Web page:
Chichester Psalms

Chichester Psalms is tuneful, tonal and contemporary, featuring modal melodies and unusual meters. From the time of its sold-out world premiere at Philharmonic Hall on July 15, 1965 conducted by the composer himself, it was apparent that Bernstein had created a magically unique blend of Biblical H…


Hashkiveinu is the result of a commissioning project from 1943 to 1976 by Cantor Dr. David Putterman for a series of contemporary music at Park Avenue Synagogue in New York City. The work uses the prayer text from the Jewish Sabbath evening service and is sung in Hebrew, and the transliterated sco…


The eclecticism of MASS's music reflects the multifaceted nature of Bernstein's career, with blues, rock, gospel, folk, Broadway and jazz idioms appearing side by side with 12-tone serialism, symphonic marches, solemn hymns, Middle Eastern dances, orchestral meditations, and lush chorales, all un…

Missa Brevis

Dedicated to longtime friend and colleague, Robert Shaw, Bernstein's Missa Brevis is the last full choral work that he composed, based on choruses from music previously written for the play "The Lark" in 1955.

Olympic Hymn

Bernstein wrote the Olympic Hymn, with text by Günter Kunert, for the 1981 International Olympic Congress in Baden-Baden. This was a significant meeting of the Congress because the boycotted Moscow games were only a year prior, and the Los Angeles games were only a few years away. It seemed as th…

This piece, in a different version, appeared on Jewish Holiday Dances and Songs (1948, Vox), a 78-rpm recording produced by Corrine Chochem.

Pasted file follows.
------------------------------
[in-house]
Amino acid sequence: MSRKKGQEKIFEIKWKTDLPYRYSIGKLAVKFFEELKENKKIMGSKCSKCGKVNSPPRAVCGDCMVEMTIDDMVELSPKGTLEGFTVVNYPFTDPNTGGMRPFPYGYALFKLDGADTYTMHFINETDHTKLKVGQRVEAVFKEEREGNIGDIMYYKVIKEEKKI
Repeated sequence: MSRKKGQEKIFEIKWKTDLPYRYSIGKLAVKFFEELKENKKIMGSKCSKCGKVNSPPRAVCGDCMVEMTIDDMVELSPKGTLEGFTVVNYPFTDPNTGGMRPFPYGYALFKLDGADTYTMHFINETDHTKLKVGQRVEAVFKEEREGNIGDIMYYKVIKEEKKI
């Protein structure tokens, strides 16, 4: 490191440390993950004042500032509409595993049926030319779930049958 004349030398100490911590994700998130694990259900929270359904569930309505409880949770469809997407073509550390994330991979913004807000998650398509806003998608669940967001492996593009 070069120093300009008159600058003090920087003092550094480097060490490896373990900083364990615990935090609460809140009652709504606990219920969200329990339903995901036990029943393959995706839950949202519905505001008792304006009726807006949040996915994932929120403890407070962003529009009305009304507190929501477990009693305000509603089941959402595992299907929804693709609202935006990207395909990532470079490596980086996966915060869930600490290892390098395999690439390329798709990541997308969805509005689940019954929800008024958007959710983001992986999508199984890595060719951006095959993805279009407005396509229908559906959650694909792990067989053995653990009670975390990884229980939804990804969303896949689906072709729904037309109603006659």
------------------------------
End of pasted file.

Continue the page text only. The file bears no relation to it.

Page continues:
Simchu Na

This is a setting of a well-known Hebrew song with melody and lyrics by Matityahu Weiner.

Symphony No. 3: Kaddish

In his Kaddish Symphony, Leonard Bernstein exploits the dualistic overtones of the prayer: its popular connotation as a kind of requiem, and its celebration of life ( i.e. creation). He does this both in his speaker's text and in his music.

Jean Anouilh's 1952 play, The Lark, is based on the trial and execution of Joan of Arc. An English adaptation was made by Lillian Hellman, and Bernstein composed incidental music for the accompaniment. The music now exists in an arrangement for mixed choir or a septet of solo voices.


A Round for Mixed Chorus. This round, which is used in Bernstein's Mass, was written as a “Warm-Up” to the full composition of Mass.

Round for Chorus and Piano In this composition for the synagogue, Leonard Bernstein sets to music the popular liturgical hymn Yigdal, a poetic statement of the Maimonidean creed [thirteen principles of the Jewish faith] that often marks the end of the evening service.

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